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According to the latest research data, Volvo Car Australia's Bloody Volvo Driver
national advertising campaign is achieving remarkable, positive results.
"The unique advertising campaign has broken through many boundaries for Volvo
in Australia," said Steve Blyth, Volvo Car Australia managing director. "This
latest data confirms what our pre-campaign researched predicted. For the Volvo
brand to move forward in Australia, we had to attack the brand's image as well
as correct the wrong image of Volvo drivers."
"Despite the comments from some industry and marketing experts who claim the
campaign is a mistake and that it has backfired, I can now confidently say this
latest research data vindicates our decision to run the BVD campaign," said
Blyth continues: "The BVD campaign is now entering its third phase, and
during this phase we'll invite people to become Bloody Volvo Drivers by using
our strongest models and features to provide rational reasons to consider Volvo.
This campaign is just the first part of the Bloody Volvo strategy, and we have a
lot of exciting things coming in 2004, so watch this space."
A 10-week tracking study undertaken by Blue Moon Research and Planning shows
conclusively that the Bloody Volvo Driver campaign is effective and is gaining
Overall, in a total sample size of 350 people
[collected in the 10 weeks from
September 20 to November 29]
, 49 percent of those surveyed recognised the Bloody
Volvo Driver tagline that boldly underscores the campaign.
And the campaign is gaining momentum. More than 80 percent of those surveyed
within the last four weeks
[November 8 to November 29]
recognised the Bloody
Volvo Driver tagline. "This is an amazing result," said Greg Clark, director of
Blue Moon, commissioned by Volvo Car Australia to survey the BVD campaign. "Four
out of five people that we interview now recognise the line 'Bloody Volvo
Driver'," said Clark.
Blue Moon researchers questioned 18 to 65 year olds who had purchased a new
car within the past three years in Melbourne or Sydney. Forty percent of those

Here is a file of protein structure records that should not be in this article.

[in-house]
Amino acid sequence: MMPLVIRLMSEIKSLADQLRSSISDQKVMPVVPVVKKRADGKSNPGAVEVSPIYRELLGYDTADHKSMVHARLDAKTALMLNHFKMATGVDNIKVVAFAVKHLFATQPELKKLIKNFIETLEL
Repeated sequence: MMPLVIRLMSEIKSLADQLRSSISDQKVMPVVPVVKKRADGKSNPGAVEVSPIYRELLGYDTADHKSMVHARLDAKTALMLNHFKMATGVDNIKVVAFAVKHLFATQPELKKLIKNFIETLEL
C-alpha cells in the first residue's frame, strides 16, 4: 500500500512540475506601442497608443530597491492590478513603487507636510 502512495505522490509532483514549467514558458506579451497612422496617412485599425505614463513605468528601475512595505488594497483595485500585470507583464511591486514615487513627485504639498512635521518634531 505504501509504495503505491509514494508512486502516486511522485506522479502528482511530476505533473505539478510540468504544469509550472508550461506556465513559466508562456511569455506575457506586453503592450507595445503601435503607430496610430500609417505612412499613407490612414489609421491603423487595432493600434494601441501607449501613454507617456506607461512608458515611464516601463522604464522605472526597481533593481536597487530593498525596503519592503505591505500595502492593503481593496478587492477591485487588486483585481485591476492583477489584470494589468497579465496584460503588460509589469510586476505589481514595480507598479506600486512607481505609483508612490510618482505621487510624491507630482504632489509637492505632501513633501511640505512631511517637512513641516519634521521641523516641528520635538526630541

surveyed presently owned a Volvo; 40 percent owned a competitor brand; and 20
percent of those questioned were catagorised as general public.
The real proof that the campaign is extremely successful is the dramatic
increase in those who are considering to purchase a Volvo and those who intend
to purchase a Volvo. Those considering to purchase a Volvo has increased from 22
percent to 34 percent of those questioned. The far more impressive result of the
Bloody Volvo Driver campaign's effect in generating attention and changing brand
image is clearly evident in those who intend to purchase a Volvo. "We are seeing
better than an 80 percent increase
[12 percent to 22 percent]
in intent to
purchase," said Clark. "Any car advertiser would be extremely thrilled with the
result of such a large move in such a short time of an established brand."
The survey concerns five specific advertisements: Motorcycle (an aware XC90
driver avoids a head-on collision with a motorcycle), Trolley (two men impact
shopping trolleys in a supermarket aisle), Traffic Light (a Volvo driver
patiently waits for a dozy Mercedes-Benz E320 driver), Style (a couple is
distracted by an S60 AWD), and Police (a Dutch policeman driving an S60 R stops
a Porsche driver).
Of these five, the 30-second Police ad seems to be the statistically the most
effective with 85 percent of those who claim to have seen the ad correctly
identify it as a Volvo ad.
In terms of changing brand image, the data indicates a positive shift in
perceptions toward Volvo being seen as less boring, as being less likely to be
seen as a car for older drivers, and as being more performance oriented. The
same data reveals no erosion to Volvo's image of being a safe and
Clark admits that the 10-week sample size is small but the trends are clear.
"If the campaign has a weakness - and the findings cited above would not support
the view that it does - it is in the area of communicating beyond the Bloody
Volvo Drive tagline, and the other messages contained in the ads are only coming
through at a low level," said Clark.
The Rattle ad (where a mother in the driver's seat of an XC90 takes a noisy
rattle away from a three-year-old girl) was not included in the research. The
Rattle ad first aired on October 18 - seven weeks into the campaign. Reliable
data on the Rattle ad won't be realised for several weeks.
"The Rattle ad (airing after 8:30pm) has generated an enormous amount of
attention," said Blyth.
He continues ... "and the Advertising Standards Board has received complaints
about the ad because the young girl uses the word bloody." The Advertising
Standards Board reviewed the Rattle ad and on November 11 dismissed those
Blue Moon will track the effectiveness of the BVD campaign until the last
week of January. "As we've said before, a vital component of the BVD campaign
strategy is the ability to gauge how we are progressing and when the job is
done," said Blyth.
Coincidental perhaps, radio station 5RN in Adelaide reported on November 27
that South Australian Parliament Speaker Peter Lewis finds no reason to disallow
members of parliament from using the word bloody in parliament. "Bloody is an
oath - By Our Lady - arising from the ancient English of Chaucer's day in the
13th Century. It has nothing to do with gore or blood," said Lewis in an excerpt